The views and opinions expressed in this article are those of the author and do not necessarily reflect the official policy or position of the Rockefeller Institute of Government.
Like two trains hurtling toward each other on the same track, national gun policy is facing an impending collision of two opposing forces. On the one hand, the recent spate of gun violence, including an alarming number of mass shootings, has again heightened attention on the nation’s inadequate gun laws, and strengthened calls for changes strongly supported by the public, as well as by most gun owners. On the other hand, the nation’s federal courts have been staffed by a large number of conservative judges, many appointed by President Trump, including his three appointees to the Supreme Court. Among the issues uniting these justices is adherence to a singularly expansive view of gun rights, far exceeding that set out by the Court in its 2008 DC v. Heller decision. These conservative jurists are poised not just to thwart, but throw into gear-grinding reverse, the nation’s gun control laws.
That collision is now in motion, thanks to the Supreme Court’s recent decision to hear an appeal to a ruling upholding New York State’s “may issue” concealed carry gun law.
The Move to Advance Gun Safety
President Biden campaigned on a broad gun safety agenda and was spurred by recent events to decry gun violence in unequivocal terms: “Gun violence in this country is an epidemic, and it’s an international embarrassment.” Biden went on to propose a series of actions, including several executive orders. Chief among them, he charged the Bureau of Alcohol, Tobacco, Firearms, and Explosives (ATF) to restrict ghost guns, a reference to legally obtainable gun parts that can be easily assembled, but that do not include serial numbers, making them untraceable. The threat from these weapons is not merely hypothetical. According to the ATF, 10,000 ghost guns were retrieved from crime scenes in 2019. Since then, authorities around the country have reported dramatic increases in criminal use of the untraceable weapons. One need hardly ask the obvious question: why would any law-abiding person want or need a gun that is untraceable?
In addition, Biden has directed that a new, comprehensive study of gun trafficking be commissioned—the first of its kind since 2000—and the drafting of a model “red flag” law. Also called Extreme Risk Protection Orders, these laws, adopted by 20 states, allow authorities to remove guns from individuals who pose an imminent threat to themselves or others, subject to a judicial hearing. The goal of the model law is to encourage more states to adopt this measure, which has demonstrably beneficial effects, especially in warding off suicides. A federal version of the law sits in Congress.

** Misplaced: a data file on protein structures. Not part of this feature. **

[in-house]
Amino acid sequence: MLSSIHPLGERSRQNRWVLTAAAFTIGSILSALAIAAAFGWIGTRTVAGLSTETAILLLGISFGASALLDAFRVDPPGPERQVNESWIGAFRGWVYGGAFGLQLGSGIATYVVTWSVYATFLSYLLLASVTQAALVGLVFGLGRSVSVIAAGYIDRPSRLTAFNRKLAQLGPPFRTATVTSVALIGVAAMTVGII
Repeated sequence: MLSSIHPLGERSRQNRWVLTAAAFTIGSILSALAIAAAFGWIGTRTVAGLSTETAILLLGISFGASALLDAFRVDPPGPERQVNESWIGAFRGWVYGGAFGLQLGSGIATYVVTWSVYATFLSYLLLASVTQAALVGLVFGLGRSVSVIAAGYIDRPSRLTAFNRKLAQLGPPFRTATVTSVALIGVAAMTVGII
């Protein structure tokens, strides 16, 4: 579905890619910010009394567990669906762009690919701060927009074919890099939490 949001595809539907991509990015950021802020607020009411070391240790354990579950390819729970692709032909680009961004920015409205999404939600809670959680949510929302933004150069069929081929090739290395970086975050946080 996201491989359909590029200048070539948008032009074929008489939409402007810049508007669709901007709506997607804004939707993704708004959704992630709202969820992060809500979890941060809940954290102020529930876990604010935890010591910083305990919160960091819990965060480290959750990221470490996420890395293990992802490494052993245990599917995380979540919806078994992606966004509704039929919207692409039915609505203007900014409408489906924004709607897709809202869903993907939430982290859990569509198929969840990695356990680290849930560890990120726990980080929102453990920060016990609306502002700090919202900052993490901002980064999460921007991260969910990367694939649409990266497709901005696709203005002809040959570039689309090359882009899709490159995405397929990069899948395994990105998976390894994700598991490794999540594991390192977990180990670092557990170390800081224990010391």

“Gun violence in this country is an epidemic, and it’s an international embarrassment.”
— President Joe Biden
He also called for the regulation of “stabilizing braces,” simple devices that can be attached to pistols that are “intended to increase the accuracy of AR-15-style pistols and allow users to fire them much like their rifle counterparts.” Late last year, the ATF moved to regulate these devices, which would have subjected them to greater regulation (existing law tightly regulates short-barreled guns, which is what the braces make them), but outcry from the gun community prompted the ATF to abandon the effort. Ironically, two recent mass shooters used these very weapons, including the Boulder, Colorado shooter who killed 10 people in March and was armed with a Ruger AR-556 pistol.
Biden called for funneling more funds to community violence intervention programs, targeted efforts stymied by last year’s pandemic, that have demonstrated success in reducing violence in targeted areas. He also called on Congress to repeal a 2005 law giving the gun industry unique legal immunity from lawsuits.
Finally, Biden has nominated David Chipman to be the new director of the ATF, a significant move for three reasons: Chipman is a former ATF agent who therefore knows the agency and is also affiliated with a gun safety organization; the agency has been without a permanent director for 13 of the last 15 years; that, in turn, is because gun rights advocates have deployed every effort to keep the agency administratively weak by thwarting the appointment of permanent leadership.
Separately and together, these are significant unilateral actions. In addition, Congress has key items before it. The House of Representatives has approved bills to establish uniform background checks for all gun purchases (roughly 20 percent occur without a check), to extend the background check time from three to 10 days, and to renew the Violence Against Women Act. All sit now with the Senate. Given the Senate’s 50-50 split (with Vice President Harris the tie-breaking vote) and the existence of the filibuster, the fate of these and most other Democratic bills are in limbo. This means one of three possibilities: that a bipartisan compromise will eventually be reached on at least some major legislation, perhaps including the gun bills; that the filibuster will be eliminated, allowing legislation to be approved by simple majority; or that the filibuster will stand, and nothing will pass. Each of these options seems equally likely at the moment.